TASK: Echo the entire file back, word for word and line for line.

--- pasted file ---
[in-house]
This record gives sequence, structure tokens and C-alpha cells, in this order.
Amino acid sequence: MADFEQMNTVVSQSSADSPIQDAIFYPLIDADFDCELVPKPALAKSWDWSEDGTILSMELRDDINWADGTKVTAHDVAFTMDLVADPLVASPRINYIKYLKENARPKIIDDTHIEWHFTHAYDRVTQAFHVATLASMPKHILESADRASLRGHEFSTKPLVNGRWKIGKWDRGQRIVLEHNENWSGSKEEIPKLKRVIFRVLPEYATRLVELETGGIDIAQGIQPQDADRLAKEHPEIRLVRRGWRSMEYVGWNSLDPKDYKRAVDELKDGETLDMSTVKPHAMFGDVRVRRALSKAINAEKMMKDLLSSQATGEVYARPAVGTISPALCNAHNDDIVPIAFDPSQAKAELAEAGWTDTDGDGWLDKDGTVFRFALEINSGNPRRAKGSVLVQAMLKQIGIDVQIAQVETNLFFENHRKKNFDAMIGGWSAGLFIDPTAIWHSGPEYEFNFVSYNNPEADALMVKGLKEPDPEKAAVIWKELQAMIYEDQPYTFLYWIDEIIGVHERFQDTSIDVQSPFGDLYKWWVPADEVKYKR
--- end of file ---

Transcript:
[in-house]
This record gives sequence, structure tokens and C-alpha cells, in this order.
Amino acid sequence: MADFEQMNTVVSQSSADSPIQDAIFYPLIDADFDCELVPKPALAKSWDWSEDGTILSMELRDDINWADGTKVTAHDVAFTMDLVADPLVASPRINYIKYLKENARPKIIDDTHIEWHFTHAYDRVTQAFHVATLASMPKHILESADRASLRGHEFSTKPLVNGRWKIGKWDRGQRIVLEHNENWSGSKEEIPKLKRVIFRVLPEYATRLVELETGGIDIAQGIQPQDADRLAKEHPEIRLVRRGWRSMEYVGWNSLDPKDYKRAVDELKDGETLDMSTVKPHAMFGDVRVRRALSKAINAEKMMKDLLSSQATGEVYARPAVGTISPALCNAHNDDIVPIAFDPSQAKAELAEAGWTDTDGDGWLDKDGTVFRFALEINSGNPRRAKGSVLVQAMLKQIGIDVQIAQVETNLFFENHRKKNFDAMIGGWSAGLFIDPTAIWHSGPEYEFNFVSYNNPEADALMVKGLKEPDPEKAAVIWKELQAMIYEDQPYTFLYWIDEIIGVHERFQDTSIDVQSPFGDLYKWWVPADEVKYKR